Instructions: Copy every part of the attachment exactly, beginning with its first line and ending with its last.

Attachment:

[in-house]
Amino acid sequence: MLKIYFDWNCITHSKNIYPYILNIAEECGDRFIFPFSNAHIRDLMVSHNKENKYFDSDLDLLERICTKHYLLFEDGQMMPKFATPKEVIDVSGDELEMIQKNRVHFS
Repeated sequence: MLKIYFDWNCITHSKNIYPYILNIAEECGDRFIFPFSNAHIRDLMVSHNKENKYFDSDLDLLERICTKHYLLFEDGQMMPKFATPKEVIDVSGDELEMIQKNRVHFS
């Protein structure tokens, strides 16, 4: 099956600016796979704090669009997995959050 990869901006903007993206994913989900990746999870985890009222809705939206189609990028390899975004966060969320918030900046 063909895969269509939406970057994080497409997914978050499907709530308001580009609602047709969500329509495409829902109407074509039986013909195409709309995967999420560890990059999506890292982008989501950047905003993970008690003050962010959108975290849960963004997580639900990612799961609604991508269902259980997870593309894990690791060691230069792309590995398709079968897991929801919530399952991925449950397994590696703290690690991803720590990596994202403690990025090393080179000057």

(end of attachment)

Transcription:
[in-house]
Amino acid sequence: MLKIYFDWNCITHSKNIYPYILNIAEECGDRFIFPFSNAHIRDLMVSHNKENKYFDSDLDLLERICTKHYLLFEDGQMMPKFATPKEVIDVSGDELEMIQKNRVHFS
Repeated sequence: MLKIYFDWNCITHSKNIYPYILNIAEECGDRFIFPFSNAHIRDLMVSHNKENKYFDSDLDLLERICTKHYLLFEDGQMMPKFATPKEVIDVSGDELEMIQKNRVHFS
């Protein structure tokens, strides 16, 4: 099956600016796979704090669009997995959050 990869901006903007993206994913989900990746999870985890009222809705939206189609990028390899975004966060969320918030900046 063909895969269509939406970057994080497409997914978050499907709530308001580009609602047709969500329509495409829902109407074509039986013909195409709309995967999420560890990059999506890292982008989501950047905003993970008690003050962010959108975290849960963004997580639900990612799961609604991508269902259980997870593309894990690791060691230069792309590995398709079968897991929801919530399952991925449950397994590696703290690690991803720590990596994202403690990025090393080179000057």